Squalicum, Lone and Pass are fishing well with a variety of chironomid patterns, leeches and attractors. Unfortunately the Pass Lake parking lot is still off limits, but if you can get a small inflatable launched from one of the roadside pullouts, fishing has been good. For chironomids, black red butts with a silver rib, olive with a black rib, tan red butts and chromies have been working well. We’re starting to see some larger #14’s out and about but be sure to have some #16 and #18 patterns with you as the bugs are still mostly small. Thin Mints, Stillwater Buggers, Hale Bopps and Balanced Leeches are working well too outside of the chironomid hatches. Grandy and Vogler Lakes are open year round as well and were both recently planted. Come April 23rd, numerous area lakes will be opening and while that Saturday can be a bit of a madhouse, the crowds tend to dissipate quickly after opening day and with so many waters to choose from, there are a lot of places to consider fishing on both sides of the Cascades. Remember that planted trout are typically still figuring out what constitutes food, so attractor flies like Carey Specials, Olive Willies, Crystal Buggers and Blobs can work particularly well on these fish.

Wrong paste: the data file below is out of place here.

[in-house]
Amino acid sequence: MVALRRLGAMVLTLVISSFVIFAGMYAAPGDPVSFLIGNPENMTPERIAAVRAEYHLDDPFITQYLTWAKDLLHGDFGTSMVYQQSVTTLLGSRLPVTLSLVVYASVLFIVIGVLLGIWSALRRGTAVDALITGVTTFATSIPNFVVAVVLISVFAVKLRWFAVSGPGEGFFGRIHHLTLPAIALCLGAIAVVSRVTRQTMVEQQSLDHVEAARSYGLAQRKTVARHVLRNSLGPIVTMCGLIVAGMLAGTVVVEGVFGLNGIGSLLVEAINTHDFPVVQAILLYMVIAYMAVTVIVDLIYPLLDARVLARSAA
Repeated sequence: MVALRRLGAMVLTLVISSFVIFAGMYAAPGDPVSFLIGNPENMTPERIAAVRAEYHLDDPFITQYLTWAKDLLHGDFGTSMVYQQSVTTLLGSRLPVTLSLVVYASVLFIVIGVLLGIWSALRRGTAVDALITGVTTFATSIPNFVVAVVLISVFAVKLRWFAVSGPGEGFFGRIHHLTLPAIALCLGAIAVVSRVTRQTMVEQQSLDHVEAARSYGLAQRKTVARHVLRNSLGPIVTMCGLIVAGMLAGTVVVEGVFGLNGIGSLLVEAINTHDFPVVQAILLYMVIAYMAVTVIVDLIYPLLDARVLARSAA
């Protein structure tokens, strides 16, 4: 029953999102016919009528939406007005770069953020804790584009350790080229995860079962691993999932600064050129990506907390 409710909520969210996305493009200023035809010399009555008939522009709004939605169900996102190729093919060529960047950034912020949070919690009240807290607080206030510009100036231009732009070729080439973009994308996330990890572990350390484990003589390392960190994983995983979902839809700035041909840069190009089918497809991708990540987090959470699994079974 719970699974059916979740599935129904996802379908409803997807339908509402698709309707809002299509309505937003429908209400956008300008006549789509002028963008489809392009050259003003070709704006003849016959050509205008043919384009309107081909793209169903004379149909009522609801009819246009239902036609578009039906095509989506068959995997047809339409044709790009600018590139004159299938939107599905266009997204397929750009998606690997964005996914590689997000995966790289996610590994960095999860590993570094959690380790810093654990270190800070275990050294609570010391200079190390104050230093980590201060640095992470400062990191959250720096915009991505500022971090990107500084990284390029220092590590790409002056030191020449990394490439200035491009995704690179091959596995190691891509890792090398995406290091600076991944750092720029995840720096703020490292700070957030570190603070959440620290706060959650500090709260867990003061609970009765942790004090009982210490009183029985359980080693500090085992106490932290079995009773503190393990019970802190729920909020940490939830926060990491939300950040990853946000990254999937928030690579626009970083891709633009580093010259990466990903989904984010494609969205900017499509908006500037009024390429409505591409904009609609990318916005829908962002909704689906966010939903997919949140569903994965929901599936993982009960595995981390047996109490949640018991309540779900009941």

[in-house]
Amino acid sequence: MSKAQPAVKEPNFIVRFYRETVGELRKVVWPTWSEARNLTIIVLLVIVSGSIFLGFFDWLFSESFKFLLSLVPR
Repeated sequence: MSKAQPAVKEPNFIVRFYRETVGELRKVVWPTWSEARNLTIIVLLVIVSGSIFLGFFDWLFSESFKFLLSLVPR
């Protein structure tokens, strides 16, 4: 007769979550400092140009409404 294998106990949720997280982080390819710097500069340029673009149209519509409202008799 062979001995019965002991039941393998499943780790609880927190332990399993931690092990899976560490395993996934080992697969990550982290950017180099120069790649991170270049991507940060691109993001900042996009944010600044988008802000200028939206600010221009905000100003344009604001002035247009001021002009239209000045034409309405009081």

Rivers
Canada became a little easier to access on April 1st with the removal of Covid testing requirements for fully vaccinated travelers. We’re getting reports that the Vedder is fishing well for steelhead. With the Puget Sound and Olympic Peninsula rivers closed to fishing until late May or early June, it’s one of few options for spring steelheading nearby.

The Yakima has been fishing great this spring. Skwala stoneflies, baetis and march brown mayflies have been the staples, but the first big caddis hatches of the year typically get underway in May. Fishing a bigger Skwala dry with a squirmy wormy dropper is always a good bet this time of year, as is fishing a big stonefly nymph with a smaller Rainbow Warrior or Hotspot PT on an indicator rig. If you’re into euro nymphing already or thinking about giving it a try this year, we substantially expanded our euro style nymph selection this year and there are a ton of new patterns to choose from. Top upper left drawer.

The lower Skagit forks cutthroat fishery has gotten off to a slow start. Prolonged cool temps may have delayed chum and pink fry emergence or the cutthroat are beginning to spawn in tributaries this time of year. If decent river conditions prevail, we could still see good fishing in the lower river in the coming several weeks as fry make their way downstream.

Beaches
The beaches are starting to pick up throughout the Sound. I fished a lot of beaches from Skagit Bay area to the Kitsap Peninsula last month. Early March fishing was pretty slow, but the cutthroat fishing improved considerably by the end of the month and we’re finding a few nice fish off the east side of Whidbey as well. White Conehead Squid, Chum Babies and Mini Gurglers have been working. Late April and May can be some of the best times to fish our North Sound beaches for cutthroat and sea run bull trout.